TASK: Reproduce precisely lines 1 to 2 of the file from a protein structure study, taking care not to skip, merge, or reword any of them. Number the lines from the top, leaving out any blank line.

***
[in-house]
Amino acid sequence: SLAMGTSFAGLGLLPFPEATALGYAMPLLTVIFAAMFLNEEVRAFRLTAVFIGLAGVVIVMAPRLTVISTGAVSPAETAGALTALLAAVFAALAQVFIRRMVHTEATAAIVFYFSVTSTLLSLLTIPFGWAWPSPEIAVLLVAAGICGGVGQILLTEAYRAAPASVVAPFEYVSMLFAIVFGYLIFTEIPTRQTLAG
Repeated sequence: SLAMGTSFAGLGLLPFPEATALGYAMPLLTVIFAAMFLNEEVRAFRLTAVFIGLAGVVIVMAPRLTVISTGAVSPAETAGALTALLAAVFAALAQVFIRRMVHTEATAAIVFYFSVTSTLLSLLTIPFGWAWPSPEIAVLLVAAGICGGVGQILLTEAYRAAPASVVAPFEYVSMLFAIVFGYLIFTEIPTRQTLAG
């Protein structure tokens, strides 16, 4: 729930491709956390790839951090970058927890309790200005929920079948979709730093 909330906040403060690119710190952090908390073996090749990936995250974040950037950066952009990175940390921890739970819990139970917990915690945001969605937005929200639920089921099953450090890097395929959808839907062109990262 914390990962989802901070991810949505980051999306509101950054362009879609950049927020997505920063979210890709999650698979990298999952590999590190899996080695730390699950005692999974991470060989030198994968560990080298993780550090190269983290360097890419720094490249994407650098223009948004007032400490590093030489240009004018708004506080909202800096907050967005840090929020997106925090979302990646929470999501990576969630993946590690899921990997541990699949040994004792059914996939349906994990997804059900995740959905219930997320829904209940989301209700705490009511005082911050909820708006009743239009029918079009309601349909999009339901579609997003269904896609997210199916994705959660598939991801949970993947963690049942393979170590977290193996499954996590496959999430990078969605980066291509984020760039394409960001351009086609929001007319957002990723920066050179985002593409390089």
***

[in-house]
Amino acid sequence: SLAMGTSFAGLGLLPFPEATALGYAMPLLTVIFAAMFLNEEVRAFRLTAVFIGLAGVVIVMAPRLTVISTGAVSPAETAGALTALLAAVFAALAQVFIRRMVHTEATAAIVFYFSVTSTLLSLLTIPFGWAWPSPEIAVLLVAAGICGGVGQILLTEAYRAAPASVVAPFEYVSMLFAIVFGYLIFTEIPTRQTLAG